History has it that before money was invented, trade by barter has always been a medium of exchange. The Mesopotamian people invented shekel 5000 years ago which was considered the first known form of currency. In Africa, we have used cowries, we have used stones, gold, and then coins followed by paper bills with value denominations to represent money. The money then over time became a way to distinguish between people and places based on the currency they hold and spend. This development made the continent of Africa grow further apart as competitors rather than allies.
Today, on the lips of most people are statements like digital currency, virtual currencies, cryptocurrency, bitcoin and so on; the next evolution in the fintech space. Today, most countries and governments are deciding on building their own digital currency, otherwise called the Central Bank Digital Currency. Many debates have been taken about whether these new initiatives by the banks are the same as the popularly used and known cryptocurrency. It is best to summarize it as a regulated version of cryptocurrency with some degree of government controls and of course, pegged to a local currency value.
Most focus and interests in designing these CBDCs have primarily been centered on security, transaction speed and a few other things, but not much on what more it could do to liberate and provide more opportunities for the citizens. A few wise men and leaders once dreamed about a unified currency for Africa, measured in unique gold metal, though this was ages ago. A few flaws existed in this which were totally mitigated, today’s technology has made it more than possible as it has been successfully done for over a decade with Bitcoin.
CBDCs of course are striving to achieve more by design, inventing a currency that still obeys the old financial rules while blending the new possibilities offered by technology such as programable and transparent transactions. Most countries see this as an attempt to boost the liquidity, utility, and value of the local currency as well as the economy.
However, lack of adequate regulations and understanding of the terrain has limited the possibilities and extent of CBDCs because of the fear of the unknown. When compared to the achievements of the current trends in the space, a well-regulated CBDC without the innovation-stifling element might be able to achieve more because of the acceptance and increased adoption.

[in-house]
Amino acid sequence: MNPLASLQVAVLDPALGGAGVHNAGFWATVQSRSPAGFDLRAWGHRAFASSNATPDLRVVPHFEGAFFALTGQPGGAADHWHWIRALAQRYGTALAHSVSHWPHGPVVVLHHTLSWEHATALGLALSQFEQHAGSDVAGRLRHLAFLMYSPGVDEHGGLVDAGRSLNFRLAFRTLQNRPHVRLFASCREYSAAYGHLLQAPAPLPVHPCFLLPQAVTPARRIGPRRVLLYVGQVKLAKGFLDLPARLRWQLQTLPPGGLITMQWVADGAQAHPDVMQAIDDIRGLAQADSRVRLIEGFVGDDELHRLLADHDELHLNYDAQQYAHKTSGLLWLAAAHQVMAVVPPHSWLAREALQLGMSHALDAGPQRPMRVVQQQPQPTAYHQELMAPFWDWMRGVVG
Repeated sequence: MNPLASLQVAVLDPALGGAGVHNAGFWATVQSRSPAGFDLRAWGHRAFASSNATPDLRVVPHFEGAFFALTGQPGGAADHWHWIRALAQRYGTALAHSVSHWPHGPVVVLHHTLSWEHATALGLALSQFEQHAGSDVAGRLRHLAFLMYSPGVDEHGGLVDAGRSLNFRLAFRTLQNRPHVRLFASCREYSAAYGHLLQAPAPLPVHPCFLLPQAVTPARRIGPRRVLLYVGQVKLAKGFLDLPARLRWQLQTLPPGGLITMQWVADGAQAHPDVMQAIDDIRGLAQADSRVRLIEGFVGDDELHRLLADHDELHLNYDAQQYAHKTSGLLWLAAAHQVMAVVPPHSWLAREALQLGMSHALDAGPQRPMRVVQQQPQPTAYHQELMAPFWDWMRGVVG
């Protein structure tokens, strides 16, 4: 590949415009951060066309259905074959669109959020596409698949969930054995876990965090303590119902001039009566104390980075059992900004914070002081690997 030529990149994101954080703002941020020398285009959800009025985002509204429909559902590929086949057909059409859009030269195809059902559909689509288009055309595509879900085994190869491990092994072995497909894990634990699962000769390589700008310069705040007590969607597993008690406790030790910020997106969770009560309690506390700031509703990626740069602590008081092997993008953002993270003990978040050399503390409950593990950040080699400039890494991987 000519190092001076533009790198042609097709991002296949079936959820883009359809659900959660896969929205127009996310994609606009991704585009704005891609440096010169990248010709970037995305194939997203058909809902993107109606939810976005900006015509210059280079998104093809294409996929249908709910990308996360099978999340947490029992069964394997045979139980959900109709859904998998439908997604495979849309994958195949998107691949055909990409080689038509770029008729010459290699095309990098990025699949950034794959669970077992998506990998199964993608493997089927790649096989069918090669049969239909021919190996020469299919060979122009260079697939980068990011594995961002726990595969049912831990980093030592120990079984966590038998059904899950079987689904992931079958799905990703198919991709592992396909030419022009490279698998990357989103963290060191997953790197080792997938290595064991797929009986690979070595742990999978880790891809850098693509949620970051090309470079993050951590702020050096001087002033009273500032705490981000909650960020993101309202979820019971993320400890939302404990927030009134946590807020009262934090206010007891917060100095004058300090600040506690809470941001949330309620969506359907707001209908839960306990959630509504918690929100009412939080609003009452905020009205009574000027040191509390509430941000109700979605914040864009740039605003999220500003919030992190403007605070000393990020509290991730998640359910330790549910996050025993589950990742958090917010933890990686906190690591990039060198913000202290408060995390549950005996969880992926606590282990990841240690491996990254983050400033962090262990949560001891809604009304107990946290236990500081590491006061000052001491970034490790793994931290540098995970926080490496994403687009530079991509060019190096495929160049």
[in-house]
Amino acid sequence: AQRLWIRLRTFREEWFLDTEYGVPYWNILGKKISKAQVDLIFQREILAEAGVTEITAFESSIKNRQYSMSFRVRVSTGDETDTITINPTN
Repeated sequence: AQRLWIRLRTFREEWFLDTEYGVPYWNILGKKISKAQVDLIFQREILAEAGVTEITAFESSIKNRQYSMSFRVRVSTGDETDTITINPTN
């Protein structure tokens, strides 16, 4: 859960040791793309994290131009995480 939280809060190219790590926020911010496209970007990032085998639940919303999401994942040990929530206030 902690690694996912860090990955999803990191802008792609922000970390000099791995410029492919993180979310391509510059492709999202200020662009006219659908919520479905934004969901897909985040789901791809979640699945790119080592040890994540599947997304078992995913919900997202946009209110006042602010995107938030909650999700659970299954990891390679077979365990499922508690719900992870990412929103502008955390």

Blockchain technology in recently launched platforms or software was designed to provide interoperability between chains. Transformationally, a few offer Parent-Child chain architecture allowing more security in various chains or in this case, currencies on the same platform. Some other solutions trying to rival or recreate this solution uses an already established system to offer a banking platform for many currencies as seen on centralized exchanges and custodial wallets. But with this, a lot could go wrong which can be averted or countered with a fully decentralized platform.
As an East African traveling across the region, imagine, having a single blockchain wallet fully decentralized, transparent, secured holding various currencies for each country and able to spend, exchange and do much more on a single secured application.
With the capacity of smart contracts and creating decentralized applications, new businesses and jobs will be created. All designed to boost the economy and improve livelihoods. Chain transactions will be monitored around the clock giving the government the ability to protect all interests through an existing KYC from the banks fused into account creations. Countries are united not by currency, but by the platform, a single chain, and connected digital solutions.
As Fintech space continues to evolve, CBDC offers further disruptions, but a better design will not be one that further disintegrates a continent, but one that unites it. Ardor Blockchain a product of Jelurida Swiss, enhanced development from NXT blockchain, the first pure PoS consensus algorithm built-in 2013. Ardor offers a unique Parent-child chain architecture that allows the full design of a deserving CBDC unites East African Communities. See a demo at www.eapesa.com. Jelurida Swiss currently has two African extensions, Jelurida Africa in the Federal Republic of Nigeria and Jelurida Tanzania registered in the United Republic of Tanzania.